Risk Management for Builders Liens


The Builders Lien Act allows companies and individuals who contribute work or services on a project to file a claim of lien directly on title, without any prior judicial approval of the claim. The claim of lien encumbers title, and will likely stop further advances under the construction loan until the claim of lien is removed. This is an extraordinary remedy and can often cause delay and expense. Owners often tell us that the lien legislation unfairly favours the lien claimant. Our response is that, as an owner, there are a number of steps and approaches available to reduce the risk of liens, including:

  • Invest in a suitable contract. Builders lien risk management starts with written contracts that adequately address builders lien issues specific to British Columbia. For example, if you are using a CCDC document, which is drafted for use throughout Canada, have supplemental conditions drafted to ensure that British Columbia’s builders lien legislation is addressed. You might be surprised to know that the standard form CCDC 2 2008 stipulated price contract does not obligate the contractor to remove liens filed by subcontractors, even where the owner is up to date on all payments due.
  • Ensure accurate and complete records are kept. This will include ensuring all contracts are signed by all parties, and that invoices rendered relate only to the subject property, even if the company is working on multiple projects for the same owner. Another issue we often see is where a contractor has related companies (i.e. ABC Construction Ltd. and ABC Formworks Ltd.), and invoices are rendered from either company indiscriminately. It is important to ensure that the company on the contract is the company rendering the invoices, and receiving payments from the owner.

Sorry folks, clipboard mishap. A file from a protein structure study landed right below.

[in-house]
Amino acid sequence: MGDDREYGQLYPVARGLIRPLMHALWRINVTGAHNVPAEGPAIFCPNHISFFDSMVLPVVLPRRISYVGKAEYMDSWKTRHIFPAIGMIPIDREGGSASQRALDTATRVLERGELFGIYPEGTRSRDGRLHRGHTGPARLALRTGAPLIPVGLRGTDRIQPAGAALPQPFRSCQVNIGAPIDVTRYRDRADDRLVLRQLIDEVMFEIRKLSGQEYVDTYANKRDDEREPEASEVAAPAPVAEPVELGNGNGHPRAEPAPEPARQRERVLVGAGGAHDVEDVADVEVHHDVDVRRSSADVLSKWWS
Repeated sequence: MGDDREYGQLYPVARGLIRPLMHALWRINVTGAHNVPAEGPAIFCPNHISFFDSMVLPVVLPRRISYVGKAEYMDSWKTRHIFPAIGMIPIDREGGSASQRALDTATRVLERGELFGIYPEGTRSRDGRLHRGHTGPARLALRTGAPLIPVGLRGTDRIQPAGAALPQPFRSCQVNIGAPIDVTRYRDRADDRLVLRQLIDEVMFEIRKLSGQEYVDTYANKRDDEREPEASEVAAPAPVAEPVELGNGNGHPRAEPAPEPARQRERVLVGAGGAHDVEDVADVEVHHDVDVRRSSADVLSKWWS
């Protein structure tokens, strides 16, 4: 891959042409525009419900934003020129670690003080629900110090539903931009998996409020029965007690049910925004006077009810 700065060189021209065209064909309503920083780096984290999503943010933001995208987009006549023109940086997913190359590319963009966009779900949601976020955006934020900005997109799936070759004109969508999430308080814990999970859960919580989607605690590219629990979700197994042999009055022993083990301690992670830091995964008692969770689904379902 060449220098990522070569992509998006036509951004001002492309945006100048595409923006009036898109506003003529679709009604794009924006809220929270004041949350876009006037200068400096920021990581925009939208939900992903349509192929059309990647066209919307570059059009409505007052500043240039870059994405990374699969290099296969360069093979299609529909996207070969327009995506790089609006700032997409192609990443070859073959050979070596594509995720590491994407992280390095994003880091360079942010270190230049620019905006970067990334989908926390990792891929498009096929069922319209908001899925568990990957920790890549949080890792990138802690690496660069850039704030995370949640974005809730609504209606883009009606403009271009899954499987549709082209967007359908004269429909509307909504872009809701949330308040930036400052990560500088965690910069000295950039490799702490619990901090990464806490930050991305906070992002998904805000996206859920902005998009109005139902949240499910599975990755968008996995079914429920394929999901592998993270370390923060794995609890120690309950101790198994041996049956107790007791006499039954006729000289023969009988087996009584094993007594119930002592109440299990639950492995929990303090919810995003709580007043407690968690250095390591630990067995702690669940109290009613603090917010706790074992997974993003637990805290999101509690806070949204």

• Monitor title as the project is under construction. The easiest way to do so is to set up automatic electronic monitoring through your BC Online account. If you do not have a BC Online account, your lawyer will have one, and should be able to set up the monitoring for you. This will alert you to all new filings against that title, including builders liens.
  • Keep communications with contractors open. A lack of communication regarding change orders or extras often leads to misunderstandings and disputes.
  • Read the contract. If a dispute arises during a project, the first step is to read the contract, including any supplemental conditions. If the contract is a standard form, the disputed issue will likely be addressed.
  • Follow dispute resolution protocol set out in the contract. If the dispute cannot be resolved promptly, follow the steps for dispute resolution outlined in the contract. Typically, these will involve fairly tight timelines. If the contract does not provide for dispute resolution, or the provisions are unclear, ask for input or advice from your lawyer.
  • Issue Certificates of Completion for each contract. A Certificate of Completion starts the time period for filing a claim of lien. The current Act allows for a Certificate of Completion to be issued for each contract on the project. The lien period for claim of builders lien against title arising from work under that contract must be filed within 45 days. Additionally, 55 days after the issuance of a Certificate of Completion, the holdback monies on that contract may be paid out, and, once paid out, no lien against the holdback can be made.

Should you have any questions about risk management or builders liens generally, please contact the author at 604.343.3177 or aam@cwilson.com.